There is a wonderful book title, After the Ecstasy, the Laundry. I haven’t opened it in a long while but occasionally the title catches my eye, causing me to smile. Certainly I can relate. Life is punctuated by joy-filled highs, standing in stark relief against the backdrop of ordinary time. We celebrated the resurrection this weekend with brass and tympani, bright Easter outfits—occasionally including bunny ears! and the triumphant shout “Alleluia! He is Risen!” The energy is palpable and the joy infectious. The Ecstasy. But then we go back into our week, our work, our life. The Laundry.
The two couldn’t be more separate. There is the sacred, and there is the rest of life, the secular. The Church, over the course of history, has sought to heighten that distinction: we have wafers instead of bread, wear special clothing and call things by funny names such that the entry becomes the narthex. And indeed, it’s hard to see the laundry as holy. But that is exactly what we are called to do. It’s the point, actually.
We celebrate Easter for fifty days, hearing throughout that time the resurrection appearances, the way Jesus kept showing up to Mary, to the disciples and those on the way. I’ve always loved those stories because it’s like Jesus is playing with his followers, “Now you see me, now you don’t!” until they get that while he isn’t with them the way he once was, he is with them still. In the garden. On the road. Having breakfast. Doing laundry. Over and over again they miss that it’s he, thinking him a gardener or a fellow traveler, until suddenly they get it, they see him where they hadn’t before, their hearts burning within them.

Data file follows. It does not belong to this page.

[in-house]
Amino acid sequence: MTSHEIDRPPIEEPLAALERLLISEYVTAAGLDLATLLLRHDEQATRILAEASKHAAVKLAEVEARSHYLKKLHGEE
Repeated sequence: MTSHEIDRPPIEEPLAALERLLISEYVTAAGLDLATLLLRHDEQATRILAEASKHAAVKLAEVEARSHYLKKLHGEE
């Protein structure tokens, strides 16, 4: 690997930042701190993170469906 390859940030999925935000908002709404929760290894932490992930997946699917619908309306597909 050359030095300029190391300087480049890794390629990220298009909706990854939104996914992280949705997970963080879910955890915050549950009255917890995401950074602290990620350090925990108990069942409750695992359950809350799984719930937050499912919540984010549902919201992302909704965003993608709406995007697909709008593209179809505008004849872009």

The message is clear. God is right here in the midst of our ordinary, everyday life—should we have eyes to see. Rather than seeing the sacred and secular as separate, sacred spaces and actions are intended to help us practice seeing the holy in the ordinary, so that we can see with the eyes of our heart how all of life is holy, sacred. So we take this water, this bread, this cup, affirming God’s presence in these ordinary things. We believe, trust, that this is true, because it isn’t something we can prove, any more than we can prove someone loves us. But we aren’t to leave it there. We are to take in that promise of the holy in the ordinary and recognize—as Mary recognized Jesus in the gardener—God’s presence in the rest of life.
It isn’t easy, at least not for me. I experience moments of ecstasy, of incredible joy and wonder, when I am resonating with the power of living and loving in the midst of ordinary life. But much of the time I don’t live there. Over and over I forget or simply can’t see the holy in the laundry. Being open to that flow, that deep down joy, is something I yearn for, and I believe that yearning comes from God. One of the primary practices that help me see the sacred in the ordinary is through the sharing of stories, hearing the stories of others and reflecting on the stories of my own life. Often the holy that was not obvious to me in the moment becomes clearer when I look for it. My prayer this Eastertide is to practice being open to glimpses of the holy in the ordinary, to expect it.
Hope to see you Sunday,